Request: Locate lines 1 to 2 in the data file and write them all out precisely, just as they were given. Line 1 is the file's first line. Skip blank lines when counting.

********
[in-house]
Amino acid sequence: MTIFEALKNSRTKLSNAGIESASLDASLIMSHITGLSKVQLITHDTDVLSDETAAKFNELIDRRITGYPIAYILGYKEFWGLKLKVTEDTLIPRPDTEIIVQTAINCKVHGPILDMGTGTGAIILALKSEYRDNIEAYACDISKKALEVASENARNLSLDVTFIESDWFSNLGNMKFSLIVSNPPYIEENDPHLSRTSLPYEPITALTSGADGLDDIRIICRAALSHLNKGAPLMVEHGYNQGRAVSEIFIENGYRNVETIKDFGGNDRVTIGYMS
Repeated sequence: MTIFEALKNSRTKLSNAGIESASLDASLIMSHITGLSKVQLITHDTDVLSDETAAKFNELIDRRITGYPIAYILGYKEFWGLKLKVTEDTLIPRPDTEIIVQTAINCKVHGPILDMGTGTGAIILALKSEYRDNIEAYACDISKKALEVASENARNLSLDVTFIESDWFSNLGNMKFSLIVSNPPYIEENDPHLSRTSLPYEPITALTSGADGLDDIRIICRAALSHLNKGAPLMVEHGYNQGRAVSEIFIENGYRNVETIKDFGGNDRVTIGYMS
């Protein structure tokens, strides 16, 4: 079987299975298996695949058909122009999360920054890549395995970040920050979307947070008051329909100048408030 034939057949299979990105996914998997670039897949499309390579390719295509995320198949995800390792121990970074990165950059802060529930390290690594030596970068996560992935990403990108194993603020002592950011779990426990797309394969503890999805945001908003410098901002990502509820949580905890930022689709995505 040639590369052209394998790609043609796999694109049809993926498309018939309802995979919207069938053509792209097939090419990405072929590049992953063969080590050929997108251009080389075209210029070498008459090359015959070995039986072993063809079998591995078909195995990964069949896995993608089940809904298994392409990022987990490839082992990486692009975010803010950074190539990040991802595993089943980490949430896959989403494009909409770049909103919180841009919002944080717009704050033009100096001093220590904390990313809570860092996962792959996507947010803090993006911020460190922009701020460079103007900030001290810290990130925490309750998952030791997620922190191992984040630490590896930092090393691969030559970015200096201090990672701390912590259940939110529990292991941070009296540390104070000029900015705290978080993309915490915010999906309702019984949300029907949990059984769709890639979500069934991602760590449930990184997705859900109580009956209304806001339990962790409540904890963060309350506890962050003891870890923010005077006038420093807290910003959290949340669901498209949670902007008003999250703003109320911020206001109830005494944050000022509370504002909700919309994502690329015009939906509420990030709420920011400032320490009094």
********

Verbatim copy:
[in-house]
Amino acid sequence: MTIFEALKNSRTKLSNAGIESASLDASLIMSHITGLSKVQLITHDTDVLSDETAAKFNELIDRRITGYPIAYILGYKEFWGLKLKVTEDTLIPRPDTEIIVQTAINCKVHGPILDMGTGTGAIILALKSEYRDNIEAYACDISKKALEVASENARNLSLDVTFIESDWFSNLGNMKFSLIVSNPPYIEENDPHLSRTSLPYEPITALTSGADGLDDIRIICRAALSHLNKGAPLMVEHGYNQGRAVSEIFIENGYRNVETIKDFGGNDRVTIGYMS